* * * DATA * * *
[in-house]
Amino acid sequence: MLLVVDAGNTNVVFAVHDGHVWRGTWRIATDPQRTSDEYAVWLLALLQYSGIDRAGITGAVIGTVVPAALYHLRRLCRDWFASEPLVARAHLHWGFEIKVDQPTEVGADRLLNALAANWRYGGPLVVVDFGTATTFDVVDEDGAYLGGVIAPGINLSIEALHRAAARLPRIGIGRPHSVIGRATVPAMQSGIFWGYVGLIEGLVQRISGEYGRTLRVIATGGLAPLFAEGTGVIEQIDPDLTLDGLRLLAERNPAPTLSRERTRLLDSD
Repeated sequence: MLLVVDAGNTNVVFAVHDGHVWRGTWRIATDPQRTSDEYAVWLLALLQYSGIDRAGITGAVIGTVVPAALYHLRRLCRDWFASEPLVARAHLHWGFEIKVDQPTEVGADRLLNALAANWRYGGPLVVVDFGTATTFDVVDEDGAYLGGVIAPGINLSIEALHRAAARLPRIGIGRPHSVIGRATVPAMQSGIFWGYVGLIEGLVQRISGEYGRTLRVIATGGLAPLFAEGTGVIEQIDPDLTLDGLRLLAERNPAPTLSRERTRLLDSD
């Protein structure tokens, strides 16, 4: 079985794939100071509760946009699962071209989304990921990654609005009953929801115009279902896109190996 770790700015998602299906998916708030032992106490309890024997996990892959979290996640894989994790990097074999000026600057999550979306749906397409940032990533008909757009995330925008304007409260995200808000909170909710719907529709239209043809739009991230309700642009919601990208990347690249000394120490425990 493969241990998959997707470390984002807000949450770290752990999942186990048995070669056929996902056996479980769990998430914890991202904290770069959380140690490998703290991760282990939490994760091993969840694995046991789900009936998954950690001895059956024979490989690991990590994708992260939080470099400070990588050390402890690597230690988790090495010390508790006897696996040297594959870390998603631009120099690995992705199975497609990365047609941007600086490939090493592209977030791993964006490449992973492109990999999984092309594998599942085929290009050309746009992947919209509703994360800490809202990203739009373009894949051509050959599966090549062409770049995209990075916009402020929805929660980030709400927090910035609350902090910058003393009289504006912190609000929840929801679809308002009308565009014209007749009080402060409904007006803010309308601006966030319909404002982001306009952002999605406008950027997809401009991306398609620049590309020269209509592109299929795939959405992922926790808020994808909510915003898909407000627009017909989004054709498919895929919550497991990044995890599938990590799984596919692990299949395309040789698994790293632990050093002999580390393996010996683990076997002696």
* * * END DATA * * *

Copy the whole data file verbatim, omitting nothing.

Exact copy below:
[in-house]
Amino acid sequence: MLLVVDAGNTNVVFAVHDGHVWRGTWRIATDPQRTSDEYAVWLLALLQYSGIDRAGITGAVIGTVVPAALYHLRRLCRDWFASEPLVARAHLHWGFEIKVDQPTEVGADRLLNALAANWRYGGPLVVVDFGTATTFDVVDEDGAYLGGVIAPGINLSIEALHRAAARLPRIGIGRPHSVIGRATVPAMQSGIFWGYVGLIEGLVQRISGEYGRTLRVIATGGLAPLFAEGTGVIEQIDPDLTLDGLRLLAERNPAPTLSRERTRLLDSD
Repeated sequence: MLLVVDAGNTNVVFAVHDGHVWRGTWRIATDPQRTSDEYAVWLLALLQYSGIDRAGITGAVIGTVVPAALYHLRRLCRDWFASEPLVARAHLHWGFEIKVDQPTEVGADRLLNALAANWRYGGPLVVVDFGTATTFDVVDEDGAYLGGVIAPGINLSIEALHRAAARLPRIGIGRPHSVIGRATVPAMQSGIFWGYVGLIEGLVQRISGEYGRTLRVIATGGLAPLFAEGTGVIEQIDPDLTLDGLRLLAERNPAPTLSRERTRLLDSD
């Protein structure tokens, strides 16, 4: 079985794939100071509760946009699962071209989304990921990654609005009953929801115009279902896109190996 770790700015998602299906998916708030032992106490309890024997996990892959979290996640894989994790990097074999000026600057999550979306749906397409940032990533008909757009995330925008304007409260995200808000909170909710719907529709239209043809739009991230309700642009919601990208990347690249000394120490425990 493969241990998959997707470390984002807000949450770290752990999942186990048995070669056929996902056996479980769990998430914890991202904290770069959380140690490998703290991760282990939490994760091993969840694995046991789900009936998954950690001895059956024979490989690991990590994708992260939080470099400070990588050390402890690597230690988790090495010390508790006897696996040297594959870390998603631009120099690995992705199975497609990365047609941007600086490939090493592209977030791993964006490449992973492109990999999984092309594998599942085929290009050309746009992947919209509703994360800490809202990203739009373009894949051509050959599966090549062409770049995209990075916009402020929805929660980030709400927090910035609350902090910058003393009289504006912190609000929840929801679809308002009308565009014209007749009080402060409904007006803010309308601006966030319909404002982001306009952002999605406008950027997809401009991306398609620049590309020269209509592109299929795939959405992922926790808020994808909510915003898909407000627009017909989004054709498919895929919550497991990044995890599938990590799984596919692990299949395309040789698994790293632990050093002999580390393996010996683990076997002696």